Notabene’s assessment: Many in the crypto industry have been long awaiting what the verdict on GDPR would be regarding the Travel Rule in the EU. The EU states that going forward, CASPs will need to implement a GDPR-compliant secure data storage solution, making it clear that AML/CFT measures supersede this.  

Personally Identifiable Information obligations accompanying transfers of crypto-assets are in line with FATF

OBLIGATIONS ON THE CRYPTO-ASSET SERVICE PROVIDER OF THE ORIGINATOR
Article 14
Information accompanying transfers of crypto-assets
1. The crypto-asset service provider of the originator shall ensure that transfers of cryptoassets are accompanied by the following information on the originator:
(a) the name of the originator;
(b) the account number of the originator, where an account is used to process the transaction;
(c) the originator’s address, official personal document number, customer identification
number or date and place of birth.
2. The crypto-asset service provider of the originator shall ensure that transfers of cryptoassets are accompanied by the following information on the beneficiary:
(a) the name of the beneficiary;
(b) the beneficiary’s account number, where such an account exists and is used to process the transaction.

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Notabene’s assessment: By adhering to FATF suggested guidelines, it is easier for CASPs (or VASPs) to have unified rules as they comply cross-jurisdictionally.

Stakeholders consulted by the EU express concern about the walled garden of compliance.

pg 7:

Stakeholder input on the Action Plan was broadly positive. However, some European UnionVASP representatives claimed that the absence of a standardised global, open source and free, technical solution for the travel rule could lead to the exclusion of small actors from the crypto-assets market, with only important players being able to afford compliance with the rules.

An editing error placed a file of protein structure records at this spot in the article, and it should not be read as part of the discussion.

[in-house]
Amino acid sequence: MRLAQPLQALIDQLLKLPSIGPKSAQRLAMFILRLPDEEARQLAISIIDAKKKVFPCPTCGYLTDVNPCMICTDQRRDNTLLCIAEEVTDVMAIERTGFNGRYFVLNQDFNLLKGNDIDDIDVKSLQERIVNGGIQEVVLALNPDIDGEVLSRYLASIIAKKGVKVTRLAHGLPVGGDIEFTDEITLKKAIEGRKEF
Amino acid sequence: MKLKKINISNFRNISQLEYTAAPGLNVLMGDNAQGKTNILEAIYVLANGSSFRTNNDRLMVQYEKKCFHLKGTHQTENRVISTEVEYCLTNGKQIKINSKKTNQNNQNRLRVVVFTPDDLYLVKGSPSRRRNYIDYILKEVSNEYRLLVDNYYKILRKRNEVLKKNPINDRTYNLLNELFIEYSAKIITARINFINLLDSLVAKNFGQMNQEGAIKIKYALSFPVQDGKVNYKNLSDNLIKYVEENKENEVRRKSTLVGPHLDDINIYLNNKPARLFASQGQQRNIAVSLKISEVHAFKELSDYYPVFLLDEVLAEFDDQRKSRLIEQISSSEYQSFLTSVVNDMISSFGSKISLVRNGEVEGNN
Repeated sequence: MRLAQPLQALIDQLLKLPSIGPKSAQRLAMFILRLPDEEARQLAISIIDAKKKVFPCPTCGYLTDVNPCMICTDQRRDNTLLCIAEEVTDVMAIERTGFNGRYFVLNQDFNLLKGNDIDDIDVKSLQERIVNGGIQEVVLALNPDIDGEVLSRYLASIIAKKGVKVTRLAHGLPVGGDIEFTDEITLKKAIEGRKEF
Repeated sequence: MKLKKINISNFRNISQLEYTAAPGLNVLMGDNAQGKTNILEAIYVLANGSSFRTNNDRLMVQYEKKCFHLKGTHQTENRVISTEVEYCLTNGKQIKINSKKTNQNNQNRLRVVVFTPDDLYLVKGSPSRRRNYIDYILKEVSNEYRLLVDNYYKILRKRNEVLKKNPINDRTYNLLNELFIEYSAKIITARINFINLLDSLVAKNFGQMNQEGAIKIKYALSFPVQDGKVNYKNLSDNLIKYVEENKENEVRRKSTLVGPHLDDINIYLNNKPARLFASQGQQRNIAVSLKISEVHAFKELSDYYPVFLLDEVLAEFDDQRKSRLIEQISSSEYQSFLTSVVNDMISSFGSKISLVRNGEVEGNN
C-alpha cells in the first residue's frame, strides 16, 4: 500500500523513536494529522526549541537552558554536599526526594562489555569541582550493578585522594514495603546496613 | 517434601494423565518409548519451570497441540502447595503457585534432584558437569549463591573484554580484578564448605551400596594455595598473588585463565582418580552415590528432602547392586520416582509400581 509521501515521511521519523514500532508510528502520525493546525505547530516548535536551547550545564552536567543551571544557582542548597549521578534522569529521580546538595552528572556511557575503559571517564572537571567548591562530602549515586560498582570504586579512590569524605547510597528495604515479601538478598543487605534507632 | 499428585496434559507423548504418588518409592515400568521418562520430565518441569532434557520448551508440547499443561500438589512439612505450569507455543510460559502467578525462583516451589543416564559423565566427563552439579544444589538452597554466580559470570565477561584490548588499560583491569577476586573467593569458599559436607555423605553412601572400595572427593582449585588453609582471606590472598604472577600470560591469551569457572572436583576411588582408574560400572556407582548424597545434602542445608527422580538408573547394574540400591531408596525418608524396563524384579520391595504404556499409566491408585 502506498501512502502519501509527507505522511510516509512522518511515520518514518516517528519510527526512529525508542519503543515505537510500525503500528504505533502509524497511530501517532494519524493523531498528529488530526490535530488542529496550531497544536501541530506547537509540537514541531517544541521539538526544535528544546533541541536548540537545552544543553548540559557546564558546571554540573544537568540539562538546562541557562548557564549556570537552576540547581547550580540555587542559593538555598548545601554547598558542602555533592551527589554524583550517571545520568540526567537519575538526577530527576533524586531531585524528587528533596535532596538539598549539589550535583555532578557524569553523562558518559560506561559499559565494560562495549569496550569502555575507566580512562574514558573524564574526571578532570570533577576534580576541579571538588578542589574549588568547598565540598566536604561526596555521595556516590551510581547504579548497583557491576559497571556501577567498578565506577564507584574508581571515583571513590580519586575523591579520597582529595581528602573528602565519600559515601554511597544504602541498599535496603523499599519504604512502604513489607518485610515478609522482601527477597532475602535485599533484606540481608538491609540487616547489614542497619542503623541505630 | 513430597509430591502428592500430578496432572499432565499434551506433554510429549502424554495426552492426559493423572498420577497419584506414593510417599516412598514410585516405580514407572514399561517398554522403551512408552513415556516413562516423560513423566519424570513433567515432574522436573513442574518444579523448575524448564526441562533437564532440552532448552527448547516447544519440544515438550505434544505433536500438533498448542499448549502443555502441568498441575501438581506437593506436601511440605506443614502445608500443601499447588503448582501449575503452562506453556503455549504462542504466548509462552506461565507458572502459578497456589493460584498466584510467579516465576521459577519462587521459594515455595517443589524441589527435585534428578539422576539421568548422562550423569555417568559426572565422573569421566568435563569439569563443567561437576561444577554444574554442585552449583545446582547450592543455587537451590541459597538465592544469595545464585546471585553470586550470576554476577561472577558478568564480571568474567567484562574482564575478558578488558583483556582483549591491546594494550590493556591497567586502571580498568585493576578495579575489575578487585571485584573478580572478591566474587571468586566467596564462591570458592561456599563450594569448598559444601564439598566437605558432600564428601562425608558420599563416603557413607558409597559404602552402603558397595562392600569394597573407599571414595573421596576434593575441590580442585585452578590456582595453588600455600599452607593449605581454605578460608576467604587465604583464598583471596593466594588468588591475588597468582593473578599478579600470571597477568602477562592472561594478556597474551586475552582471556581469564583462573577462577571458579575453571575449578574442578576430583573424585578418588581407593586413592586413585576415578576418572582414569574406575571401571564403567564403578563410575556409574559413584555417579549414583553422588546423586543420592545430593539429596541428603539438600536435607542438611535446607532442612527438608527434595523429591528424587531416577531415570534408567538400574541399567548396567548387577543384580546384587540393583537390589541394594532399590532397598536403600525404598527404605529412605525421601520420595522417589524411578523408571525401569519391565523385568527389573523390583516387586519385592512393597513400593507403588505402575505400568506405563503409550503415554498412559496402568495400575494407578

Notabene‚Äôs assessment: Several working groups noted the possible exclusion of small players in the crypto-assets market if compliance is too complex and too expensive to roll out. If only a few exchanges can afford compliance or if messaging protocols are not free and open, a walled-garden scenario would cause a few ‚Äúimportant‚ÄĚ players to operate. At the same time, the rest may be hit with fines and must close.

The threshold is set at EUR 1000, but Travel Rule requirements still apply for lower thresholds (albeit with less PII shared)

The EU has set a threshold of EUR 1000, in line with FATF recommended guidelines. Above that, originator CASPs need to share originator identifying information beyond just name (i.e., physical address, official personal document number, customer identification number, or date and place of birth). The EU does call out transactions that may be part of structuring -  whereby the asset appears to be linked to other transfers that amount to EUR 1000. The travel rule also applies to them.

2015/847 recital 16:

In order not to impair the efficiency of payment systems and crypto-asset transfer services, and in order to balance the risk of driving transactions underground as a result of overly strict identification requirements against the potential terrorist threat posed by small transfers of funds or crypto-assets, the obligation to check whether information on the payer or the payee, or, for transfers of crypto-assets, the originator and the beneficiary, is accurate should, in the case of transfers of funds where verification has not yet taken place, be imposed only in respect of individual transfers of funds or crypto-assets that exceed EUR 1000, unless the transfer appears to be linked to other transfers of funds  or transfers of cryptoassets which together would exceed EUR 1000, the funds or crypto-assets have been received or paid out in cash or in anonymous electronic money, or where there are reasonable grounds for suspecting money laundering or terrorist financing.

The EU also calls out in Article 15 that the travel rule applies below the EUR 1000, but with only originator and beneficiary names shared.

Article 15:

By way of derogation from Article 14(1), transfers of crypto-assets not exceeding EUR1 000 that do not appear to be linked to other transfers of crypto-assets which, together with the transfer in question, exceed EUR 1 000, shall be accompanied by at least the following information:(a) the names of the originator and of the beneficiary;(b) the account number of the originator and of the beneficiary or, where Article 14(3)applies, the insurance that the crypto-asset transaction can be individually identified;

Notabene’s assessment: The European Commission has no desire to create overly strict requirements that impede the flow of transactions. But by requiring Travel Rule below the threshold, they are boldly signaling the importance of the Travel Rule to CASPs and asking them to take a more comprehensive or holistic approach to travel rule implementation.

Transfers of crypto assets from the EU to outside the EU should include a Legal Entity Identifier (LEI)